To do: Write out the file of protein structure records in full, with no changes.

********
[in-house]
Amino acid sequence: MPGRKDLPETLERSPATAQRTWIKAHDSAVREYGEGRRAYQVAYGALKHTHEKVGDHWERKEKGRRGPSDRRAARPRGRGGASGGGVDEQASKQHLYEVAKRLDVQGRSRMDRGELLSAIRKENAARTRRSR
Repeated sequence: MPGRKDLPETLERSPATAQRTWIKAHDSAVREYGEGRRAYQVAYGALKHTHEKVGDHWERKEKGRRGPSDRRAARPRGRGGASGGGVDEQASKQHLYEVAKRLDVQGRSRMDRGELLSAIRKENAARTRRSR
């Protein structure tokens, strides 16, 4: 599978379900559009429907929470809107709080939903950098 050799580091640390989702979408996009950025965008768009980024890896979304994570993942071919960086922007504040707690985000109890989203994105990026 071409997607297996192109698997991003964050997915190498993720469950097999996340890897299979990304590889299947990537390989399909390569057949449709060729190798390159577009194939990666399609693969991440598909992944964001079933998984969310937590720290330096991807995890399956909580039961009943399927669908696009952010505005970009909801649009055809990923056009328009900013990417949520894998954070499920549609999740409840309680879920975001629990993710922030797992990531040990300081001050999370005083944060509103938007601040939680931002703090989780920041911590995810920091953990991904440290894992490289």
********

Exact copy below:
[in-house]
Amino acid sequence: MPGRKDLPETLERSPATAQRTWIKAHDSAVREYGEGRRAYQVAYGALKHTHEKVGDHWERKEKGRRGPSDRRAARPRGRGGASGGGVDEQASKQHLYEVAKRLDVQGRSRMDRGELLSAIRKENAARTRRSR
Repeated sequence: MPGRKDLPETLERSPATAQRTWIKAHDSAVREYGEGRRAYQVAYGALKHTHEKVGDHWERKEKGRRGPSDRRAARPRGRGGASGGGVDEQASKQHLYEVAKRLDVQGRSRMDRGELLSAIRKENAARTRRSR
């Protein structure tokens, strides 16, 4: 599978379900559009429907929470809107709080939903950098 050799580091640390989702979408996009950025965008768009980024890896979304994570993942071919960086922007504040707690985000109890989203994105990026 071409997607297996192109698997991003964050997915190498993720469950097999996340890897299979990304590889299947990537390989399909390569057949449709060729190798390159577009194939990666399609693969991440598909992944964001079933998984969310937590720290330096991807995890399956909580039961009943399927669908696009952010505005970009909801649009055809990923056009328009900013990417949520894998954070499920549609999740409840309680879920975001629990993710922030797992990531040990300081001050999370005083944060509103938007601040939680931002703090989780920041911590995810920091953990991904440290894992490289």